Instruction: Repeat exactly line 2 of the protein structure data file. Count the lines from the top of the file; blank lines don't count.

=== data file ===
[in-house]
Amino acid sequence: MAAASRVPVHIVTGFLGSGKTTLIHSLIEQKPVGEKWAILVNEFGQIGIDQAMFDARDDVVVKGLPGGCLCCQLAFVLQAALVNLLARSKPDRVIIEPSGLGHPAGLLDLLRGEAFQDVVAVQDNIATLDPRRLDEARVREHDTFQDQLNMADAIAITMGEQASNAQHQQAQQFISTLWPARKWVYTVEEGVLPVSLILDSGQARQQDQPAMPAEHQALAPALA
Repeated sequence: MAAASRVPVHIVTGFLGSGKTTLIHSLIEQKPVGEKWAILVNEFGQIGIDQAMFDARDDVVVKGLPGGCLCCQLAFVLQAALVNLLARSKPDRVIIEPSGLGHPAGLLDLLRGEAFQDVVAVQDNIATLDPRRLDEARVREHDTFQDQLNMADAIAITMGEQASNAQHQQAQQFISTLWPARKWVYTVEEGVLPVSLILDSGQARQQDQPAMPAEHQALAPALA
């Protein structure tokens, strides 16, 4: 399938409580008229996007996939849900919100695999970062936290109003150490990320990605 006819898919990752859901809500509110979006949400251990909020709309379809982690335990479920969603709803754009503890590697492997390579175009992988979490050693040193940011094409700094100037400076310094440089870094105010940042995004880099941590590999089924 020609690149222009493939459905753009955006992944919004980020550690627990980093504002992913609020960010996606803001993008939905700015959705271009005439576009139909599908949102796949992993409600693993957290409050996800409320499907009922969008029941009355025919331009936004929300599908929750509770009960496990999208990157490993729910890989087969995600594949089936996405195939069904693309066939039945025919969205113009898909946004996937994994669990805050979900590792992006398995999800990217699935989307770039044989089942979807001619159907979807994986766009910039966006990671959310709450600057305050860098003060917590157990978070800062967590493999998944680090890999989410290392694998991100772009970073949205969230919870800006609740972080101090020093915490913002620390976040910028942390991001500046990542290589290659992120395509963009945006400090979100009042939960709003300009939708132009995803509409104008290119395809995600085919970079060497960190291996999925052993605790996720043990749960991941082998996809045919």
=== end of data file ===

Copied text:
Amino acid sequence: MAAASRVPVHIVTGFLGSGKTTLIHSLIEQKPVGEKWAILVNEFGQIGIDQAMFDARDDVVVKGLPGGCLCCQLAFVLQAALVNLLARSKPDRVIIEPSGLGHPAGLLDLLRGEAFQDVVAVQDNIATLDPRRLDEARVREHDTFQDQLNMADAIAITMGEQASNAQHQQAQQFISTLWPARKWVYTVEEGVLPVSLILDSGQARQQDQPAMPAEHQALAPALA